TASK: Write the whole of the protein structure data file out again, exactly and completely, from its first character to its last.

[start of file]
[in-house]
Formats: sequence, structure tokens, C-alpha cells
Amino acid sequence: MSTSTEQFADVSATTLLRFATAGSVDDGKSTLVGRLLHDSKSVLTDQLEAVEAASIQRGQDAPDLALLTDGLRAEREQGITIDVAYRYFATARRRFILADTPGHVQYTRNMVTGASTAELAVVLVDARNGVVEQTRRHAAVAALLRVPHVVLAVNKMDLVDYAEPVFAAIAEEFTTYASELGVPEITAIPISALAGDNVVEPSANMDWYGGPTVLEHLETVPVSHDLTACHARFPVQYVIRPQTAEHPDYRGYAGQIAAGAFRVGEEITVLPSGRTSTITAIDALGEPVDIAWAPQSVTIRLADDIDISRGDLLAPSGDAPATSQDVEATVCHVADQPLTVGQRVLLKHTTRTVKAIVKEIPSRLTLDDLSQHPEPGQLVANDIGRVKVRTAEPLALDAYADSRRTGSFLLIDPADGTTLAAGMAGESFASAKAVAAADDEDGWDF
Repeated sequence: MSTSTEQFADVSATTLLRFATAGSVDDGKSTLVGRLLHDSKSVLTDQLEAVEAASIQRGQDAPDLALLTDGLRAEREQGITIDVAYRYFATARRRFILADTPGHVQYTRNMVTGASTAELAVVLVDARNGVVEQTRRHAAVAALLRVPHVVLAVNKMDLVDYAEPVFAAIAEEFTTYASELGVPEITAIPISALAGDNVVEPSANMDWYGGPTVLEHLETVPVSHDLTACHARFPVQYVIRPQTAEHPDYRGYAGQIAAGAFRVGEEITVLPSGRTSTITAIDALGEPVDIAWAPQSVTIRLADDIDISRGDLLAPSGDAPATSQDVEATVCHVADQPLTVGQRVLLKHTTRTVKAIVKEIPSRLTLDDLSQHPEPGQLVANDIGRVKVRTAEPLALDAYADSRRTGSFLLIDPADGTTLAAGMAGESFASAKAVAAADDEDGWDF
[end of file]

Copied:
[in-house]
Formats: sequence, structure tokens, C-alpha cells
Amino acid sequence: MSTSTEQFADVSATTLLRFATAGSVDDGKSTLVGRLLHDSKSVLTDQLEAVEAASIQRGQDAPDLALLTDGLRAEREQGITIDVAYRYFATARRRFILADTPGHVQYTRNMVTGASTAELAVVLVDARNGVVEQTRRHAAVAALLRVPHVVLAVNKMDLVDYAEPVFAAIAEEFTTYASELGVPEITAIPISALAGDNVVEPSANMDWYGGPTVLEHLETVPVSHDLTACHARFPVQYVIRPQTAEHPDYRGYAGQIAAGAFRVGEEITVLPSGRTSTITAIDALGEPVDIAWAPQSVTIRLADDIDISRGDLLAPSGDAPATSQDVEATVCHVADQPLTVGQRVLLKHTTRTVKAIVKEIPSRLTLDDLSQHPEPGQLVANDIGRVKVRTAEPLALDAYADSRRTGSFLLIDPADGTTLAAGMAGESFASAKAVAAADDEDGWDF
Repeated sequence: MSTSTEQFADVSATTLLRFATAGSVDDGKSTLVGRLLHDSKSVLTDQLEAVEAASIQRGQDAPDLALLTDGLRAEREQGITIDVAYRYFATARRRFILADTPGHVQYTRNMVTGASTAELAVVLVDARNGVVEQTRRHAAVAALLRVPHVVLAVNKMDLVDYAEPVFAAIAEEFTTYASELGVPEITAIPISALAGDNVVEPSANMDWYGGPTVLEHLETVPVSHDLTACHARFPVQYVIRPQTAEHPDYRGYAGQIAAGAFRVGEEITVLPSGRTSTITAIDALGEPVDIAWAPQSVTIRLADDIDISRGDLLAPSGDAPATSQDVEATVCHVADQPLTVGQRVLLKHTTRTVKAIVKEIPSRLTLDDLSQHPEPGQLVANDIGRVKVRTAEPLALDAYADSRRTGSFLLIDPADGTTLAAGMAGESFASAKAVAAADDEDGWDF